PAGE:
I have just finished reading Carlo Rovelli’s book Reality Is Not What It Seems. It is a very impressive and exciting romp through physics from the ancient Greeks to the modern day in which he does a great job of clarifying complex topics.
But one thing kept bugging me all the way through. Despite the fact that much of the book is about how everything around us is constantly changing, and that the minute particles of which the universe is constructed pervades everything, including us, there was no mention of the fact that Buddha sussed this out 2,500 years ago.
Given how immersed I am in Buddhist philosophy and thinking these days it was interesting to read something so completely oriented to western philosophy and its Greek origins. It left me feeling frustrated and slightly dissatisfied satisfied with the book.
I was also listening to a podcast recently which referred to the experiment done a few years ago with a photograph of a dress where people vehemently disagreed about what colour the dress was. It turned out that our brains adjust colours for natural or artificial light and depending on whether you had spent most of your life in the open air or indoors, the dress is seen as one set of colours or another.
Buddhist psychology taught that our experience of the world is “conditioned” by previous experience, our biology, and the norms of the society around us. Again something fundamental to the world that physics is “discovering”, that the Buddha sussed out 2,500 years ago.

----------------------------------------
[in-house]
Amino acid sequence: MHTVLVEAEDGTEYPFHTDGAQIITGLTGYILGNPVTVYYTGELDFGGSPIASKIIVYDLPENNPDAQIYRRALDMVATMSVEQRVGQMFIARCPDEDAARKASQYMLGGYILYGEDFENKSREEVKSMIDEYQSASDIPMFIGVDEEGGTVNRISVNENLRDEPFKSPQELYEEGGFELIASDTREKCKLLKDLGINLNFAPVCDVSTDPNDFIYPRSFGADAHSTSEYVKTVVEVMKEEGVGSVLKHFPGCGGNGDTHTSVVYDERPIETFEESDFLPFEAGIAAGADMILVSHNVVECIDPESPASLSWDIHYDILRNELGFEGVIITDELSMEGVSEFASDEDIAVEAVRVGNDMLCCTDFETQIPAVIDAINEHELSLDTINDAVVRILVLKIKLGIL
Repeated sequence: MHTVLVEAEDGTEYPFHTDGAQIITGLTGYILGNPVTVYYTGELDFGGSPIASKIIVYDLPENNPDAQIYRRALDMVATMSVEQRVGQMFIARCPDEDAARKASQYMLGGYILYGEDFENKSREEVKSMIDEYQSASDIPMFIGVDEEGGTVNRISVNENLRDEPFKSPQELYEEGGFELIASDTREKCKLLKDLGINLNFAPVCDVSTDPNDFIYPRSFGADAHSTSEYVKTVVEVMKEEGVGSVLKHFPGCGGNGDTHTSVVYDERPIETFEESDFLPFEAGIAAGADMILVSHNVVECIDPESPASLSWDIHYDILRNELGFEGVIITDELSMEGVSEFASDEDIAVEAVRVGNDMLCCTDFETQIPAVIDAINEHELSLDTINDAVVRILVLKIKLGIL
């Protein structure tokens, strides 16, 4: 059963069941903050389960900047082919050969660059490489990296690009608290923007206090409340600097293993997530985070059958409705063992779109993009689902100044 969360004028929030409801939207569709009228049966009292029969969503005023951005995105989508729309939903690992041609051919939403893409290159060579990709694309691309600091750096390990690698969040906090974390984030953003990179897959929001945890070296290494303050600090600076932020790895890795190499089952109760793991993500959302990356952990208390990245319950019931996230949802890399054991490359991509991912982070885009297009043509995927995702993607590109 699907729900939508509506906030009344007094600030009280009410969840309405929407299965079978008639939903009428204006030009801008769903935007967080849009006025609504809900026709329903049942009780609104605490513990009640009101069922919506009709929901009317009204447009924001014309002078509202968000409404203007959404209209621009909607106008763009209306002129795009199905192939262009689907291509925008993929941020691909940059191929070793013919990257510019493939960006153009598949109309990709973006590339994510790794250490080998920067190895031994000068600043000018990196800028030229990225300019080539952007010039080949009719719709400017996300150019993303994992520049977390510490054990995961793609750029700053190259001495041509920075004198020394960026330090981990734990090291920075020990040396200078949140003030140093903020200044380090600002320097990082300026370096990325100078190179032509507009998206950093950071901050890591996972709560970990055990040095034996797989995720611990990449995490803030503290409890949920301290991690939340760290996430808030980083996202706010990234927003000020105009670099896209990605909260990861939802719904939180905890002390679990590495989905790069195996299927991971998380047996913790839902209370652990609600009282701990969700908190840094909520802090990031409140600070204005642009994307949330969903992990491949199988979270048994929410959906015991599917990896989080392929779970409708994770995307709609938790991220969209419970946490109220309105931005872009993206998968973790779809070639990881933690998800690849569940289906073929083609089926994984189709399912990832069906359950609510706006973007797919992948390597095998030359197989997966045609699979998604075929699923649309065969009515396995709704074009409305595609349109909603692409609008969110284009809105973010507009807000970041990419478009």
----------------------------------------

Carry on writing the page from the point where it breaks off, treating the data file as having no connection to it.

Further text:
5 thoughts on “Ahead of the game”
You might enjoy this: https://www.youtube.com/c/UpayaOrg/videos?view=0&sort=dd&flow=grid
Not sure of the value of watching other people “just sitting” but the dharma talks look interesting. Thanks.
Good point. Our Western thought bubble encourages a suspicion of ideas outside it. How often do you hear about African philosophy? We have World Music but do we appreciate it only if it registers with our Western ears? Music we don’t like is relegated to anthropology. Have you read Baggini’s How the world thinks?
So true. I watched a Romesh Ranganathan travel doc in Africa where they were looking at ancient remains, clearly a sign of early civilisation, that we would never hear about.
I met Julian once and haven’t been able to bring myself to read any of his books since 😉
As good a reason as any!